Imaging tests for low back pain

This fact box will help you to weigh the benefits and harms of imaging tests for low back pain. The information and numbers are based on the best scientific evidence currently available.

This fact box was developed by the Harding Center for Risk Literacy.

What is low back pain?

Low back pain refers to pain in the lower back (between the hips and rib cage). The pain can radiate to the gluteal muscles, legs, and feet [2]. It is estimated that about 85 % of the German population suffer from back pain at least once during their lifetime. About 76 % experience back pain at least once a year [3].

The causes of low back pain are often unclear. If no distinct cause can be determined, it is called non-specific low back pain. This can be caused by muscle tension and stiffness due to weak core muscles, poor posture, or muscle or joint strain, as well as by psychosocial factors such as stress, anxiety, and depression. Specific low back pain refers to pain caused by mechanical problems such as fractures, herniated discs, spinal stenosis, and spondylitis. Other specific causes could be chronic diseases, including osteoporosis, cancer, and organic diseases (e.g. kidney stones) [2, 4, 5].

Low back pain can be classified as either acute when it lasts less than six weeks or as chronic when it lasts longer than 12 weeks [3].

What is imaging?

Different imaging procedures such as X-rays, computed tomography scans (CT scans), and magnetic resonance imaging (MRI) are used to determine the causes of low back pain.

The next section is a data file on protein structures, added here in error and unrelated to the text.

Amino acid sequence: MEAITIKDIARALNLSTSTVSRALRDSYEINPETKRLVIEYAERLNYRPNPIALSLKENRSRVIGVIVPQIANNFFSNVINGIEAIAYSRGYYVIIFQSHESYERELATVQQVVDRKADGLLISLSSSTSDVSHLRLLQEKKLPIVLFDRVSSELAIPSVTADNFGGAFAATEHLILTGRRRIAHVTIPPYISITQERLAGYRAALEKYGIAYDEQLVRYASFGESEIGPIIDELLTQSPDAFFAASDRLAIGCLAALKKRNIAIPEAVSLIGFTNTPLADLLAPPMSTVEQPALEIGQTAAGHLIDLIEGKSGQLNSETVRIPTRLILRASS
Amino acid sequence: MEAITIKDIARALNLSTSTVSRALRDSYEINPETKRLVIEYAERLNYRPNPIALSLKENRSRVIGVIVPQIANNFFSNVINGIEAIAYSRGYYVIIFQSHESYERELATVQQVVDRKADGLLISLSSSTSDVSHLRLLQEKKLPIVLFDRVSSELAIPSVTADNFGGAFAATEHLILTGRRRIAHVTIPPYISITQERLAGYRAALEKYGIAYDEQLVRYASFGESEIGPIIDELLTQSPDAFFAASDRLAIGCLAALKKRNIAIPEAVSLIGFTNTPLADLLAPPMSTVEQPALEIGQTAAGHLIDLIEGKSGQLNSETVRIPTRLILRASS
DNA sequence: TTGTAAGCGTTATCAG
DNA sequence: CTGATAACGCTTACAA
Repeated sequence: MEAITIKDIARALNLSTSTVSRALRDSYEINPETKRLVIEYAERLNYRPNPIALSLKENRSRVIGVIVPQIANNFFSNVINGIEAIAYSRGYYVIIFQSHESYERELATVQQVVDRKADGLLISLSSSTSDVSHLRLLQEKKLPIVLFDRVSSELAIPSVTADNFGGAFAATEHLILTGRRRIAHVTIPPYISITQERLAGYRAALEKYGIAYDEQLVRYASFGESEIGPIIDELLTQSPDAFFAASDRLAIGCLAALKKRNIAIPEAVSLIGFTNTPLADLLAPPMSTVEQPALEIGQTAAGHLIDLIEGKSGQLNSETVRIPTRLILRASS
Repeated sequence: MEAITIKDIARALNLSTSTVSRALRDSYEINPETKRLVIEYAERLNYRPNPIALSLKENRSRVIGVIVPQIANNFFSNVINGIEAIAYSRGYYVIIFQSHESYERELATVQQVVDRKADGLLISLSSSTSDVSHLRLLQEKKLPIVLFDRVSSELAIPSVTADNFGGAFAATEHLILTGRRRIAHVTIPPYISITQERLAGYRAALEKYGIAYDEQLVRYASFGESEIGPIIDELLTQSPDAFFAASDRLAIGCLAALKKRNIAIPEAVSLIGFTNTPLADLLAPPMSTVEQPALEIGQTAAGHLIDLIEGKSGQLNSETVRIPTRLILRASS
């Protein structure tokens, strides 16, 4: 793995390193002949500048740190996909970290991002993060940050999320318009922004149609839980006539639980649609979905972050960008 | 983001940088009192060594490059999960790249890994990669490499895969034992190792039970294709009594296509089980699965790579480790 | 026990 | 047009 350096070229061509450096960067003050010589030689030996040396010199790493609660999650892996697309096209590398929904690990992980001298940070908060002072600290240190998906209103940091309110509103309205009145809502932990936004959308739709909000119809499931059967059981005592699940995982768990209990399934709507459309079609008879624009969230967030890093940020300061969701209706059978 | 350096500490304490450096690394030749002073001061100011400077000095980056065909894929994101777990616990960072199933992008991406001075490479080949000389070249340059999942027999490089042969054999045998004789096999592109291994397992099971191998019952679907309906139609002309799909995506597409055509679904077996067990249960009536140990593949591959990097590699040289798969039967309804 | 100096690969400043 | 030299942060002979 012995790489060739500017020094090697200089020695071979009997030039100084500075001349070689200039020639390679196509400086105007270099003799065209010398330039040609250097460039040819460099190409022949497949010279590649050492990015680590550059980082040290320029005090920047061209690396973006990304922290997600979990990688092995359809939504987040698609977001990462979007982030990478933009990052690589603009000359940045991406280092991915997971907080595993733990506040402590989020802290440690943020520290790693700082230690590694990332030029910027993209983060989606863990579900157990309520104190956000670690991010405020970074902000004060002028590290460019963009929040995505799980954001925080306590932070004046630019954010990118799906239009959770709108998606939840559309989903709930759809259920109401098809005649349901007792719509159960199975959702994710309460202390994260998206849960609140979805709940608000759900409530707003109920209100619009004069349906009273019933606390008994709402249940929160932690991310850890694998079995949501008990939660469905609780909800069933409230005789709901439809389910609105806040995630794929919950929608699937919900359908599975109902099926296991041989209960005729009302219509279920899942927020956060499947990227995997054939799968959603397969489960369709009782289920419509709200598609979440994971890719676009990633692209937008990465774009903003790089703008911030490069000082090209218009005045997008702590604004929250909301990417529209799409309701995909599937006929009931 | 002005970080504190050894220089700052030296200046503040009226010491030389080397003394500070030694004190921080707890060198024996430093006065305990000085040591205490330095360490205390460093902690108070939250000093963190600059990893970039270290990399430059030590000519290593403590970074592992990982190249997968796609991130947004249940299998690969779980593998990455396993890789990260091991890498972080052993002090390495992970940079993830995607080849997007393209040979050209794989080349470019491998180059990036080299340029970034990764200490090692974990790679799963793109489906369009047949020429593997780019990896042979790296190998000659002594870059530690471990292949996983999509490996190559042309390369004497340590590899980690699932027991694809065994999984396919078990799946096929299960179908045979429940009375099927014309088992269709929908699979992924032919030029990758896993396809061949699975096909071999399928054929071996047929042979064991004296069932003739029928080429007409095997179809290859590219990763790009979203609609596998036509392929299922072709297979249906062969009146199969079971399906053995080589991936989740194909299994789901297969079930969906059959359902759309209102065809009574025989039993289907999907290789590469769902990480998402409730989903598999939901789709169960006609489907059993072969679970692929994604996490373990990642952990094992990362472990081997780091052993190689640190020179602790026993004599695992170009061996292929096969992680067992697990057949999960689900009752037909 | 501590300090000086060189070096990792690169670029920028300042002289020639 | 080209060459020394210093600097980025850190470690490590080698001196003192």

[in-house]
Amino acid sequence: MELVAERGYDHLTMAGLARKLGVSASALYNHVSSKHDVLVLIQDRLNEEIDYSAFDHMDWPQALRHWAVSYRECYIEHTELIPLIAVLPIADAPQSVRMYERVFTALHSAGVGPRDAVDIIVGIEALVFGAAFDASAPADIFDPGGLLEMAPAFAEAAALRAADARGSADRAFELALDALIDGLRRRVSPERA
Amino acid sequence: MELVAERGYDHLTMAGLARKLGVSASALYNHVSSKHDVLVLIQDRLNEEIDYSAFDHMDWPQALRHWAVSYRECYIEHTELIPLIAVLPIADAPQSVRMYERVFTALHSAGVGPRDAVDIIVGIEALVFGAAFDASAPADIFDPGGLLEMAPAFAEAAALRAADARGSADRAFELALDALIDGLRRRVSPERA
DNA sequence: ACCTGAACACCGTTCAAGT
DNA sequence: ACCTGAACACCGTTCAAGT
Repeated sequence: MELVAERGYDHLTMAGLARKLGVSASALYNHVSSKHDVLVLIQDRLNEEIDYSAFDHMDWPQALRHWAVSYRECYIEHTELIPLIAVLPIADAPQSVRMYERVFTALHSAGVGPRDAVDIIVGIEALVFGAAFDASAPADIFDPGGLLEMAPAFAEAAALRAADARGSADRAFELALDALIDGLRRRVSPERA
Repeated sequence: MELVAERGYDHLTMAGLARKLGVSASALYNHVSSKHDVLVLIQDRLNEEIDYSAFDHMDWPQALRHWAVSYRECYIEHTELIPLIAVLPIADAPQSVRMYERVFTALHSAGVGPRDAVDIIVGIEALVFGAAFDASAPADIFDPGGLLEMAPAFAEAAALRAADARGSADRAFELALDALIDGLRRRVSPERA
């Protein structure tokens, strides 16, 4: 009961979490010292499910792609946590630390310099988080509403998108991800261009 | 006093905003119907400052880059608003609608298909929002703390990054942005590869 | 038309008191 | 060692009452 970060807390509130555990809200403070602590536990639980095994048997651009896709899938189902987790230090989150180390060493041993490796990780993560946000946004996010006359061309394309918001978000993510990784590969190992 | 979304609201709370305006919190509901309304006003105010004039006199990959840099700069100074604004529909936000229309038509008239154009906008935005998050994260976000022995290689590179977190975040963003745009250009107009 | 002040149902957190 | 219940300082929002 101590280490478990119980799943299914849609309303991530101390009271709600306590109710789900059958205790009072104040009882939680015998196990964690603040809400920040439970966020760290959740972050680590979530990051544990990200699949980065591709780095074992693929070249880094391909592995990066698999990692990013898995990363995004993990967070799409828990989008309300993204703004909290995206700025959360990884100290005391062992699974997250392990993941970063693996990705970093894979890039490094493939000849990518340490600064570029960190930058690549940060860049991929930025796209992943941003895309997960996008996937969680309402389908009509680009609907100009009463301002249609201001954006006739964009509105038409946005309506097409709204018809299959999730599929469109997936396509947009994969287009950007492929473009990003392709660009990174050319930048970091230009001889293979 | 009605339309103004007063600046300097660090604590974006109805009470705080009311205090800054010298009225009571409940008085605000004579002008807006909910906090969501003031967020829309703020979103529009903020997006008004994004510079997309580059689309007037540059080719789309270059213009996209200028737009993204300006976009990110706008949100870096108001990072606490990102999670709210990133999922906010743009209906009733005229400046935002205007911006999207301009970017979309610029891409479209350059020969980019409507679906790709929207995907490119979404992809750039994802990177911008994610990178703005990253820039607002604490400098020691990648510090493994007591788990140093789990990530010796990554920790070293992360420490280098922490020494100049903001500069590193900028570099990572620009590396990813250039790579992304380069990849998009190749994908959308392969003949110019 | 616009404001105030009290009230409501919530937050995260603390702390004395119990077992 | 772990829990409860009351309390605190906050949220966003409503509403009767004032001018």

X-rays depict bone structures and are used to diagnose fractures, postural defects, and deformities.

CT scans utilize a 3D X-ray technique that shows calcified ligaments, tendons, and spinal discs in addition to bones and joints.

MRIs can produce detailed images of soft tissue and bone marrow [4]. Therefore, it is often used to clarify typical the symptoms of herniated discs.

Unlike X-rays and CT scans, MRIs do not expose patients to damaging ionizing radiation because they use magnet fields and radio signals instead [4]. Ionizing radiation may cause changes to DNA, which increase the risk of cancer.

Who might consider imaging tests?

Patients who experience acute or recurring low back pain without any specific indications of the source of pain are advised to refrain from imaging tests by the Nationalen VersorgungsLeitlinie (NVL) Nicht–spezifischer Kreuzschmerz (”National Disease Management Guideline Low Back Pain”).

If low back pain persistently limits physical activity or grows worse after four to six weeks, imaging may be considered.

Imaging tests can be useful if serious conditions (“red flags”) are suspected. Red flags are indicators for cancer, nerve damage, herniated discs, inflammations of the spine, and bone fractures. In these cases, MRI is considered the best diagnostic procedure because of its accuracy [2].

What are alternative options?

Advice and education about lifestyle-related causes should be emphasized for patients with acute and non-specific low back pain. This includes measures for increasing physical activity and self-management, e.g. coping mechanisms for stress.

Accompanying treatment with drugs (painkillers) or without drugs (e.g. physiotherapy, manual therapy, acupuncture) can help to relieve pain [2].

Fact box imaging tests for low back pain